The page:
C.L. Daniel served in the U.S. Army and was likely no older than 25 when he died during the deadly riot, according to forensic investigators who identified him this week.

About 300 people were killed by a racist mob and more than 1,000 Black-owned homes and businesses were destroyed on May 31 and June 1, 1921.

The city of Tulsa launched an investigation into 120 unmarked graves in 2021, and researchers began combing through the gravesites to identify people who had been buried during the riot in Tulsa’s prosperous Greenwood District, known as “Black Wall Street.”
Daniel was born in Newman, Georgia, to Thomas Daniel and Amanda Merriweather Daniel. His mother was a widow by 1910 and had to provide for her seven sons.

Daniel was stationed at Camp Gordon in Chamblee, Georgia, during the war and was honorably discharged after nine months and 16 days. He spent 19 days in a base hospital, possibly for a leg injury, according to Phoebe Stubblefield, an anthropologist at the University of Florida involved in Daniels’ identification.

By Steve Contorno, CNN

CNN — Donald Trump has lately made clear he wants little to do with Project 2025, the conservative blueprint for the next Republican president that has attracted considerable blowback in his race for the White House.

“I have no idea who is behind it,” the former president recently claimed on social media.

Many people Trump knows quite well are behind it.

Six of his former Cabinet secretaries helped write or collaborated on the 900-page playbook for a second Trump term published by the Heritage Foundation. Four individuals Trump nominated as ambassadors were also involved, along with several enforcers of his controversial immigration crackdown. And about 20 pages are credited to his first deputy chief of staff.

In fact, at least 140 people who worked in the Trump administration had a hand in Project 2025, a CNN review found, including more than half of the people listed as authors, editors and contributors to “Mandate for Leadership,” the project’s extensive manifesto for overhauling the executive branch.

Dozens more who staffed Trump’s government hold positions with conservative groups advising Project 2025, including his former chief of staff Mark Meadows and longtime adviser Stephen Miller. These groups also include several lawyers deeply involved in Trump’s attempts to remain in power, such as his impeachment attorney Jay Sekulow and two of the legal architects of his failed bid to overturn the 2020 presidential election, Cleta Mitchell and John Eastman.

To quantify the scope of the involvement from Trump’s orbit, CNN reviewed online biographies, LinkedIn profiles and news clippings for more than 1,000 people listed on published directories for the 110 organizations on Project 2025’s advisory board, as well as the 200-plus names credited with working on “Mandate for Leadership.”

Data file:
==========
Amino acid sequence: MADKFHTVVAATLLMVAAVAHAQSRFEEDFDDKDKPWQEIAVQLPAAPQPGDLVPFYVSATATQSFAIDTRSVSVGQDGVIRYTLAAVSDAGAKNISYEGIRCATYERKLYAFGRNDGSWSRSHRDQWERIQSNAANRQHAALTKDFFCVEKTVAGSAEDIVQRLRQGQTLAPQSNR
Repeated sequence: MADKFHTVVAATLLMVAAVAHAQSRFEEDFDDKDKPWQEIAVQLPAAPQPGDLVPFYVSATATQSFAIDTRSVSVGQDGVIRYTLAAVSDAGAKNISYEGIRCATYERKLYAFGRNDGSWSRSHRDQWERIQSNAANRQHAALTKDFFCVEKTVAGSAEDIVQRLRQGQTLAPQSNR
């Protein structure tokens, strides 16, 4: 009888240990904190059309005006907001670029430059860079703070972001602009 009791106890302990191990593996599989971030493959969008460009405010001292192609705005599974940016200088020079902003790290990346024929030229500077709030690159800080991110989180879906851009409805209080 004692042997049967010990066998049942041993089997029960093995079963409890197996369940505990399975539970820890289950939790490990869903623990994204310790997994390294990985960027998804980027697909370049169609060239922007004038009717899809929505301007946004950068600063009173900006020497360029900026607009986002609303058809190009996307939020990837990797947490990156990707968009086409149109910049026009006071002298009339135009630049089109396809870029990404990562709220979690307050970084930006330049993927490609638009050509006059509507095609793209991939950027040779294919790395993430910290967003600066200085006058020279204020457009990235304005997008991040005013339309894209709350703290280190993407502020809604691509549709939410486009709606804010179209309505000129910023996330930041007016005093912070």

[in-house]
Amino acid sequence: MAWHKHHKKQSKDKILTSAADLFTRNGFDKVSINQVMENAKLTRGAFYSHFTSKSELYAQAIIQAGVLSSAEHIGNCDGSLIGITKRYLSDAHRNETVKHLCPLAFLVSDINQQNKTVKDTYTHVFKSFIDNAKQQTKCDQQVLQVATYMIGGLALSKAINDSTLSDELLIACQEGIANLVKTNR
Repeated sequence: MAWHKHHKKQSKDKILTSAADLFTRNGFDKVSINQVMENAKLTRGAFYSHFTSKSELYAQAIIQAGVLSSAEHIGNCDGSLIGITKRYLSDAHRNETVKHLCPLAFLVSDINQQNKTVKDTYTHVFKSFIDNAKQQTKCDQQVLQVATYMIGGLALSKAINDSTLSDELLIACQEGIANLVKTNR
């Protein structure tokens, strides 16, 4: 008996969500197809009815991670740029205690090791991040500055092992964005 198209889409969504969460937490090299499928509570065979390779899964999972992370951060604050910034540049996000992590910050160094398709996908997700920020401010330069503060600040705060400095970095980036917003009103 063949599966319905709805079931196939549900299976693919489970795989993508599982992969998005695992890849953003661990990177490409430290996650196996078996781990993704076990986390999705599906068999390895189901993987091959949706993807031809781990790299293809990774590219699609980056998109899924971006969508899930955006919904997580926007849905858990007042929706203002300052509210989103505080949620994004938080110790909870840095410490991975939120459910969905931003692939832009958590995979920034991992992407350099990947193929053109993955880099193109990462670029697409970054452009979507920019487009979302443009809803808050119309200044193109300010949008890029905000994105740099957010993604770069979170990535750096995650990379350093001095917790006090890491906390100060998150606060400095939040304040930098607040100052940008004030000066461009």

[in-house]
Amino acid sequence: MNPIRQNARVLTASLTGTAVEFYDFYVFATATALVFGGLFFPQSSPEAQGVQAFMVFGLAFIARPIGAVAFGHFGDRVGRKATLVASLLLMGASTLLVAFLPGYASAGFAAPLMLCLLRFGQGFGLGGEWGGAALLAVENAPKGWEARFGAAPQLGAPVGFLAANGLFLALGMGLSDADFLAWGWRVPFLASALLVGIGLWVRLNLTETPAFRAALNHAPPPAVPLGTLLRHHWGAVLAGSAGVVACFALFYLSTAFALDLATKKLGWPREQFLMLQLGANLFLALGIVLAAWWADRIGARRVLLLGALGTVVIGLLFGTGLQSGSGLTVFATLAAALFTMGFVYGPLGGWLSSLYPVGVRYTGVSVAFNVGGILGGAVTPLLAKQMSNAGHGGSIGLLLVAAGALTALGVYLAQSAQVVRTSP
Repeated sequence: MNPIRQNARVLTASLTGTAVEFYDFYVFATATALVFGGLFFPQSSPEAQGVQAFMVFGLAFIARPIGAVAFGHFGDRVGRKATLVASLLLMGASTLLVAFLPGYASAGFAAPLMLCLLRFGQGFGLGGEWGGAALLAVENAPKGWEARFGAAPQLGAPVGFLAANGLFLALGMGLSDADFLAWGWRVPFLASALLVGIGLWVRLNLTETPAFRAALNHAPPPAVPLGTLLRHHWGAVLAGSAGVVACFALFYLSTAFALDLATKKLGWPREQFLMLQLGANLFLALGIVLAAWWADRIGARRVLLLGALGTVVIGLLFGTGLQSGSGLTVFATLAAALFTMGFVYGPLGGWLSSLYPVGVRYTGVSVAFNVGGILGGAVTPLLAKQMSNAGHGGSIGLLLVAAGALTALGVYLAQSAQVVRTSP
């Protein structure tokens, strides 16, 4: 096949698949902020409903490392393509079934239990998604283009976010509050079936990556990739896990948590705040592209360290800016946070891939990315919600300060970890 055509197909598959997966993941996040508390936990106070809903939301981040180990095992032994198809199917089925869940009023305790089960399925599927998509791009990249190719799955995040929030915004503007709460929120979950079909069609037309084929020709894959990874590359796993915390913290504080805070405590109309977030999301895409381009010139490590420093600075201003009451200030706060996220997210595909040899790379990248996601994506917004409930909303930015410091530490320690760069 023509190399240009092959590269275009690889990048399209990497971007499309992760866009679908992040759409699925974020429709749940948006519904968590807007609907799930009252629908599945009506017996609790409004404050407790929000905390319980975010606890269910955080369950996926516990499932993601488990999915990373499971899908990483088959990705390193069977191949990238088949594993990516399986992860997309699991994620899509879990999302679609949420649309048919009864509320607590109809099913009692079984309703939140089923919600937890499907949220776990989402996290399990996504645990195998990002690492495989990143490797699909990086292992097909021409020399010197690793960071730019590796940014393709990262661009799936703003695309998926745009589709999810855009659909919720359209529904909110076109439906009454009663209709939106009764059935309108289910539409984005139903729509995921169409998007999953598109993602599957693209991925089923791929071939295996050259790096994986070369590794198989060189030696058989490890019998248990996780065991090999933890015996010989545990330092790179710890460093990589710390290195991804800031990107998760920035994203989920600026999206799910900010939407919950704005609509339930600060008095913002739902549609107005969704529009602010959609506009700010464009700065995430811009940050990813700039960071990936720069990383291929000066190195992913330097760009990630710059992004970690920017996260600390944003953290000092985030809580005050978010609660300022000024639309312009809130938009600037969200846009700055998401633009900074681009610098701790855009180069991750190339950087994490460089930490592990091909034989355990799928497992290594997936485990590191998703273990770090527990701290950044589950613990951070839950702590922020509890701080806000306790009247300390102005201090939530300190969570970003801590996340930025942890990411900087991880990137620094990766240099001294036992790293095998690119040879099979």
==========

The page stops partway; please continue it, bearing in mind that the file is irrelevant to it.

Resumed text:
Alayna Treene Kate Sullivan
By Alayna Treene, Steve Contorno and Kate Sullivan, CNN

CNN — Former President Donald Trump on Friday sought to distance himself from a closely aligned conservative group’s plans to radically reshape the federal government and American life should the former president win a second term.

In a post to his social media site, Trump claimed, “I know nothing about Project 2025,” the name given to a playbook crafted by the Heritage Foundation to fill the executive branch with thousands of Trump loyalists and reorient its many agencies’ missions around conservative ideals.

“I have no idea who is behind it,” Trump continued on Truth Social. “I disagree with some of the things they’re saying and some of the things they’re saying are absolutely ridiculous and abysmal. Anything they do, I wish them luck, but I have nothing to do with them.”

The post comes days after the president of the Heritage Foundation, Kevin Roberts, drew widespread backlash from Democrats for saying in an interview that the country was “in the process of the second American Revolution, which will remain bloodless if the left allows it to be.”

Project 2025 — widely viewed by conservatives as a blueprint for Trump’s second term transition — is run by several former Trump administration officials and includes many policy priorities that are aligned with those of the former president, especially as they relate to cracking down on immigration and purging the federal bureaucracy by making it easier to dismiss civil servants and career officials.

Story by Amanda Marcotte

Steve Bannon has been in prison just over a week, and already one can see the strain on MAGA world, lost without their boss man to tell them what to think. Bannon's absence from the scene may be the single best explanation for why some of the loudest trolls on the right are now griping at Donald Trump for pretending he isn't tightly entwined with the notorious Project 2025. Talia Jane at the New Republic reports that Infowars host Alex Jones is leading the charge to castigate Trump, not for his 34 felony convictions, but for temporarily pretending to be moderate in order to win the presidential election.